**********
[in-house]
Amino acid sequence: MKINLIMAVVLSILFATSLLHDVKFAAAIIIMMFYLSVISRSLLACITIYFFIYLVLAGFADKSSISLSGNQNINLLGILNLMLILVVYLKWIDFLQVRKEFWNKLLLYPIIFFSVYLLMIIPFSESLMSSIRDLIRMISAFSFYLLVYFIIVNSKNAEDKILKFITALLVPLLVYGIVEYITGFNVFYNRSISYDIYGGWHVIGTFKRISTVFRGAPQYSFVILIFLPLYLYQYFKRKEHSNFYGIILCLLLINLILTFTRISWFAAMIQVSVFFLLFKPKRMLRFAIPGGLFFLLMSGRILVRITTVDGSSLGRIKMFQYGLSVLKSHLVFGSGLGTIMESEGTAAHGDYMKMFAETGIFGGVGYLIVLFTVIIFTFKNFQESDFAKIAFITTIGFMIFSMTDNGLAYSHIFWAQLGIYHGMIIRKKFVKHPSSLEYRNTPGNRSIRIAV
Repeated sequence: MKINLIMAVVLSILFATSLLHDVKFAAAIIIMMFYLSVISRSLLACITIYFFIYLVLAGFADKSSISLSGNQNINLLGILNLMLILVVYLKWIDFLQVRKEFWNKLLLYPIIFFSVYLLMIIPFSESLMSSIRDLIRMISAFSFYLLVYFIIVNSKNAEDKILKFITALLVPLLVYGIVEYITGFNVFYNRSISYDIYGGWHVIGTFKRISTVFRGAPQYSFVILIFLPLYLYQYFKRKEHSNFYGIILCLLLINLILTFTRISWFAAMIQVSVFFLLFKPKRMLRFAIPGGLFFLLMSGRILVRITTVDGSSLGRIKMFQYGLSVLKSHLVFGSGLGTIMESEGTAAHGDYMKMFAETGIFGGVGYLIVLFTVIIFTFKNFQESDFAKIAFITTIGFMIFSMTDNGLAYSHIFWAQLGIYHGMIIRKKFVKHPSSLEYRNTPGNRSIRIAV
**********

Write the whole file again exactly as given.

[in-house]
Amino acid sequence: MKINLIMAVVLSILFATSLLHDVKFAAAIIIMMFYLSVISRSLLACITIYFFIYLVLAGFADKSSISLSGNQNINLLGILNLMLILVVYLKWIDFLQVRKEFWNKLLLYPIIFFSVYLLMIIPFSESLMSSIRDLIRMISAFSFYLLVYFIIVNSKNAEDKILKFITALLVPLLVYGIVEYITGFNVFYNRSISYDIYGGWHVIGTFKRISTVFRGAPQYSFVILIFLPLYLYQYFKRKEHSNFYGIILCLLLINLILTFTRISWFAAMIQVSVFFLLFKPKRMLRFAIPGGLFFLLMSGRILVRITTVDGSSLGRIKMFQYGLSVLKSHLVFGSGLGTIMESEGTAAHGDYMKMFAETGIFGGVGYLIVLFTVIIFTFKNFQESDFAKIAFITTIGFMIFSMTDNGLAYSHIFWAQLGIYHGMIIRKKFVKHPSSLEYRNTPGNRSIRIAV
Repeated sequence: MKINLIMAVVLSILFATSLLHDVKFAAAIIIMMFYLSVISRSLLACITIYFFIYLVLAGFADKSSISLSGNQNINLLGILNLMLILVVYLKWIDFLQVRKEFWNKLLLYPIIFFSVYLLMIIPFSESLMSSIRDLIRMISAFSFYLLVYFIIVNSKNAEDKILKFITALLVPLLVYGIVEYITGFNVFYNRSISYDIYGGWHVIGTFKRISTVFRGAPQYSFVILIFLPLYLYQYFKRKEHSNFYGIILCLLLINLILTFTRISWFAAMIQVSVFFLLFKPKRMLRFAIPGGLFFLLMSGRILVRITTVDGSSLGRIKMFQYGLSVLKSHLVFGSGLGTIMESEGTAAHGDYMKMFAETGIFGGVGYLIVLFTVIIFTFKNFQESDFAKIAFITTIGFMIFSMTDNGLAYSHIFWAQLGIYHGMIIRKKFVKHPSSLEYRNTPGNRSIRIAV